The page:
Our very own Mark Hipkin was recently featured as Business Insight’s Solicitor of the Month. Take a look at his full interview with the magazine below.
Which area of the law do you work in?
I have always lived and practised on Tyneside. I have worked in many areas of the law in the past but have always concentrated on civil litigation and particularly personal injury. I now have a niche practice within our full service legal firm acting for motorcyclists, scooterists and cyclists and all things two-wheeled. I write a light-hearted biker review on a new model of motorcycle or scooter each month in a regional magazine.
Did you always envisage a career in the profession?
I did from about the age of 14. My uncle was training to be a lawyer and it seemed a very interesting job. I had also always wanted to join the army and at the age of 25 I was sponsored for a short service commission in an infantry regiment. I eventually decided it was not for me and I should have done it earlier, when I was 18.
What has been your career path so far?
I completed my Articles at John Brennan & Co and received a fantastic grounding in dealing with all manner of legal disciplines and people. I was then made a Junior Partner. After nine years I left to start my own business at the age of 31 and was a sole practitioner for 25 years as Hipkin & Co in Whitley Bay. I was approached to merge with Alderson Law LLP and did so in 2015. This enabled me to further develop my niche personal injury practice. I mostly act in complex, often vigorously defended and life-changing, accident cases. I have also had a background in commercial litigation, mergers and acquisitions and dealt with most forms of legal aid in my career. I have lectured start-ups on the legal “do’s and don’ts” of opening their first business. I am still a member of the Law Society’s ‘Lawyers for Your Business’ scheme and I was the Local Law Society’s President in 2011.
What have been the biggest challenges you have faced so far?
There have been many from my own start-up and 33 years later, it’s now Covid-19. Between that there have been numerous recessions and, like any other business or profession, you have to adapt, look ahead, be flexible and always try to do the right thing. In terms of casework, I took a class action against the owners and the advisors of a scam property investment scheme which took up eight years of my working career and saw all of the claims through to a very good and successful conclusion for all clients. That included an intense three day mediation! Most recently, I have achieved £1M plus compensation packages for seriously injured motorcyclists to enable them to rebuild their lives and obtain single level accommodation so that they are looked after in the future.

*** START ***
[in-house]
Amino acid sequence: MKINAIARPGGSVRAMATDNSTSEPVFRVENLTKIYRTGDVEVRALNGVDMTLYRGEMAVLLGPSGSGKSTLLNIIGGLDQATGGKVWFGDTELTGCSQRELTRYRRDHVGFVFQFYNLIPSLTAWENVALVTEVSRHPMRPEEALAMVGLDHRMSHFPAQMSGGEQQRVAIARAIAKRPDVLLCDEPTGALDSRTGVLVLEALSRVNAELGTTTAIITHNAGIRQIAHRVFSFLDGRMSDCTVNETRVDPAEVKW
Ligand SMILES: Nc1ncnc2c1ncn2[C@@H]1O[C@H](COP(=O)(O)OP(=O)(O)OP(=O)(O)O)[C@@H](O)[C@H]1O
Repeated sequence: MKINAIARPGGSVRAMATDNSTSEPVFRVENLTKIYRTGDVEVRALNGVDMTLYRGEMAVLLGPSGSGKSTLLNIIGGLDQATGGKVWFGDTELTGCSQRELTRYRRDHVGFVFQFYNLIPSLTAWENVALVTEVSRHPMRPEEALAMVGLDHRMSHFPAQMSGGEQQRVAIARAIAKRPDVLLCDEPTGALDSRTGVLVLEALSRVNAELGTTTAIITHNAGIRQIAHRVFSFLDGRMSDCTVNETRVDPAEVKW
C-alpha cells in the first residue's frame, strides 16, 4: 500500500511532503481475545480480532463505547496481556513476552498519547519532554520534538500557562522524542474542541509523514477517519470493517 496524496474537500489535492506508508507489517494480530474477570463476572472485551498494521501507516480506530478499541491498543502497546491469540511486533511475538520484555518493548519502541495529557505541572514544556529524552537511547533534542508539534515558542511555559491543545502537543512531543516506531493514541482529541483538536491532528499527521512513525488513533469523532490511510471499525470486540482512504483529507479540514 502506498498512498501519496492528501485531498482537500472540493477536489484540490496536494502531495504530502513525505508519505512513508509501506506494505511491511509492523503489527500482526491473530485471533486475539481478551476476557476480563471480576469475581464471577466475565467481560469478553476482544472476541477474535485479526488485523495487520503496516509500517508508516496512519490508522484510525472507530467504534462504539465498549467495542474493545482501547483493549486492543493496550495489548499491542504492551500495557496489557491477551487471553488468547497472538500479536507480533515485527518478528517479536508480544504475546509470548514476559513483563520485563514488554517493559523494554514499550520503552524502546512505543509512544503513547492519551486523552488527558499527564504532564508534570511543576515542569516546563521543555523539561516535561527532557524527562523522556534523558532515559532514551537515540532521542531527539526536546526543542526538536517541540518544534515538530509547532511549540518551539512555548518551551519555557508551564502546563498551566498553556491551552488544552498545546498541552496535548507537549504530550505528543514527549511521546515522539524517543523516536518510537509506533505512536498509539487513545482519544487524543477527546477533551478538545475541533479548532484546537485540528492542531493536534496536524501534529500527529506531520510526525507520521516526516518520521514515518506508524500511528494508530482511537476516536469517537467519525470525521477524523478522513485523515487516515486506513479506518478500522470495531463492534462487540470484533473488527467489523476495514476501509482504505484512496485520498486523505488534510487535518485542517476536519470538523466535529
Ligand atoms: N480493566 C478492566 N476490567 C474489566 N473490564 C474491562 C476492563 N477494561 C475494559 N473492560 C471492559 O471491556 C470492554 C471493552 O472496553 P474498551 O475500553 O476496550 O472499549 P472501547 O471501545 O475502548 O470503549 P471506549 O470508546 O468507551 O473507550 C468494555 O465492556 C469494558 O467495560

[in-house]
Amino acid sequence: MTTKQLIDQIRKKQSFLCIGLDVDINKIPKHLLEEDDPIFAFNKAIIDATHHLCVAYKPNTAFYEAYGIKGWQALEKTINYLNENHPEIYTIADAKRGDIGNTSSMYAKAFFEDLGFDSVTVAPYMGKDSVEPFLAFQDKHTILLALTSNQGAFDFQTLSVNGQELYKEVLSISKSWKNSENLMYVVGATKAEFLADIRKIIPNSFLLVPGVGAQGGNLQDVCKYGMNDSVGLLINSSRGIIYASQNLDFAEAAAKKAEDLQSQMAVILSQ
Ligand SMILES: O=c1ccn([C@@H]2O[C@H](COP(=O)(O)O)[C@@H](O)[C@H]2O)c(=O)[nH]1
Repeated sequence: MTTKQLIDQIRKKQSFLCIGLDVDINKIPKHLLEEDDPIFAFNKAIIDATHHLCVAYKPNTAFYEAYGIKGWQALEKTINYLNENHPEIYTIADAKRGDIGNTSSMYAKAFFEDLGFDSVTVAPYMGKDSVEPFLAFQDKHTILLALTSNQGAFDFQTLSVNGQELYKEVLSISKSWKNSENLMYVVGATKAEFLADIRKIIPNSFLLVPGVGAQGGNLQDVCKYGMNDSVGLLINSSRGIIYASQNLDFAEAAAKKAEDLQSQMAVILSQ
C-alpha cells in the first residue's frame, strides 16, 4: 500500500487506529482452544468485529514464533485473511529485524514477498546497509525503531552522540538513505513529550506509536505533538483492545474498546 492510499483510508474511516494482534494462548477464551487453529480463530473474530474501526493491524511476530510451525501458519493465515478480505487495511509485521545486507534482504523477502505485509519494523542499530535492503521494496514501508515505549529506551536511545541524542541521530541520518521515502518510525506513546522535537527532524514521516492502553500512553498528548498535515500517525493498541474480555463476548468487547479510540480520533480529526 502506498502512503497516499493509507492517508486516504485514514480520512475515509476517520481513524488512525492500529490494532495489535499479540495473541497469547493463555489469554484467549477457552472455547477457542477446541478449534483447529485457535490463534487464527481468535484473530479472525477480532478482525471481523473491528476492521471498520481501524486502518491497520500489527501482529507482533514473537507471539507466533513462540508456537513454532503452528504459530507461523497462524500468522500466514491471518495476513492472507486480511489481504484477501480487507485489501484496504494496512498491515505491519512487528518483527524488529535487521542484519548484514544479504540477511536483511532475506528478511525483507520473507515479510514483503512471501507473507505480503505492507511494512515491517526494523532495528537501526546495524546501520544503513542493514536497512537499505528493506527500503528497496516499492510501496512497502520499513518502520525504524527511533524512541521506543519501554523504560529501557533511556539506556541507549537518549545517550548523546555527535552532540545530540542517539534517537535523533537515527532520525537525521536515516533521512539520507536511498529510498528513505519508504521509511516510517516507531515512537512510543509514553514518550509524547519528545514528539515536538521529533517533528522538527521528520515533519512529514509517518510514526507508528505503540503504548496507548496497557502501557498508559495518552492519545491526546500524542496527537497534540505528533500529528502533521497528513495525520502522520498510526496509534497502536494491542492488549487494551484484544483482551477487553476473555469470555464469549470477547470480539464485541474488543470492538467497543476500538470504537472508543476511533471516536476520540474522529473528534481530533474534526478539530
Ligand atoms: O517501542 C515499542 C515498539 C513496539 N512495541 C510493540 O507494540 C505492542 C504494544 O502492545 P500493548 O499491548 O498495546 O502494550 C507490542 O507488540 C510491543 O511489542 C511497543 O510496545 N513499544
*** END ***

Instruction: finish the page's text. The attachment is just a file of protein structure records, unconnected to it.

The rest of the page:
Who do you most respect in your profession?
I have a respect for values rather than particular people. Sometimes someone in particular will embody those values. It can be a QC, sometimes one of the team of trusted barristers that I use, sometimes it’s the medical and liability experts I use and sometimes it’s my own clients and their witnesses and other times it may be mediators, evaluators and judges. Those who take the time to properly and fully prepare for whatever they need to do, engage with me and the other side, and just do their job properly with no fuss, no edge, are approachable and listen. I am a great fan of all forms of Alternative Dispute Resolution.
Which fictional lawyer would you most like to meet?
It would have to be Atticus Finch, played by Gregory Peck in ‘To Kill a Mockingbird’. That character, both in film and book form, embodied those qualities.
What is your greatest strength?
Perseverance until I achieve a successful outcome or the best outcome possible for each client.
What is your biggest weakness?
Never giving up!
What are your remaining career aspirations?
The law and the legal profession always changes and will continue to change.It will give me great pleasure to continue and continually do my best in my niche practice area and our firm would like to develop those plans regionally. I would also like to mentor and pass on my experience to younger lawyers and give them a chance to develop and succeed.
How do you see your profession evolving in the next 10 years?
I believe the core values and qualities required are the same as when I first walked into a solicitor’s office as an articled clerk in 1980. The way that the work is delivered has changed enormously. I remember that first fax machine, golf-ball typewriters and the first huge PCs and everything before and after. Lawyers, however, are very adaptable and have been throughout the ages. There is no substitute for sound and proper advice, given after a full consideration of the facts and grounded representation to every client.
How do you like to unwind?
Apart from my love of two wheels (I have completed the Coast to Coast and Coast and Castles cycle routes and I am now down to just one motorbike!), I enjoy practising martial arts and am a Second Dan in Tang Soo Do (The Way of the Chinese Hand) which is a form of Korean Karate. I also practise Tai Chi and enjoy spending time with my wife Carol, three children, our new grandson and my 16 year old Sprocker Spaniel. Yin and Yang!